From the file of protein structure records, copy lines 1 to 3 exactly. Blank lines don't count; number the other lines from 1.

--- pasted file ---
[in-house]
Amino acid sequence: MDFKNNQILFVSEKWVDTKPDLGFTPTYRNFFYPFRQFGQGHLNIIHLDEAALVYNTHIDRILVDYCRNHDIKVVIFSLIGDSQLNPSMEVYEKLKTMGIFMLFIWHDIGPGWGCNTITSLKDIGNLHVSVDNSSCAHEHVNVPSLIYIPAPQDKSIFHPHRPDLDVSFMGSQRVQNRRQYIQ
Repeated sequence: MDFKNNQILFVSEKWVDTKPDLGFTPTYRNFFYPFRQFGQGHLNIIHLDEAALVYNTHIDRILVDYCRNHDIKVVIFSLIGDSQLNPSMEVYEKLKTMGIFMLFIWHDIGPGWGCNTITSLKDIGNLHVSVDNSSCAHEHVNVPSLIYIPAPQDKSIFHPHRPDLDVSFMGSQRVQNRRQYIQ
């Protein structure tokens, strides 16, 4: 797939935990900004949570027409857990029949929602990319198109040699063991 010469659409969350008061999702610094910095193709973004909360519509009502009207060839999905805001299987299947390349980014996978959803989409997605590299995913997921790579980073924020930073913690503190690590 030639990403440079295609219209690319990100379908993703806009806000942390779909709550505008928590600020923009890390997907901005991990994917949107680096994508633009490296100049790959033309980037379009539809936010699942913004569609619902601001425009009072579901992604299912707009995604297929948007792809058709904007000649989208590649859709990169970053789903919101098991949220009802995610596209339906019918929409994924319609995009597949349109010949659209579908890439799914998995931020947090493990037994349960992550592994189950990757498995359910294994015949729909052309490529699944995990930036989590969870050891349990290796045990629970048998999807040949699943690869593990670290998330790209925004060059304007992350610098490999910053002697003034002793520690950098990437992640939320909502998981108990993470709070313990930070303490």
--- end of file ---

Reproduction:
[in-house]
Amino acid sequence: MDFKNNQILFVSEKWVDTKPDLGFTPTYRNFFYPFRQFGQGHLNIIHLDEAALVYNTHIDRILVDYCRNHDIKVVIFSLIGDSQLNPSMEVYEKLKTMGIFMLFIWHDIGPGWGCNTITSLKDIGNLHVSVDNSSCAHEHVNVPSLIYIPAPQDKSIFHPHRPDLDVSFMGSQRVQNRRQYIQ
Repeated sequence: MDFKNNQILFVSEKWVDTKPDLGFTPTYRNFFYPFRQFGQGHLNIIHLDEAALVYNTHIDRILVDYCRNHDIKVVIFSLIGDSQLNPSMEVYEKLKTMGIFMLFIWHDIGPGWGCNTITSLKDIGNLHVSVDNSSCAHEHVNVPSLIYIPAPQDKSIFHPHRPDLDVSFMGSQRVQNRRQYIQ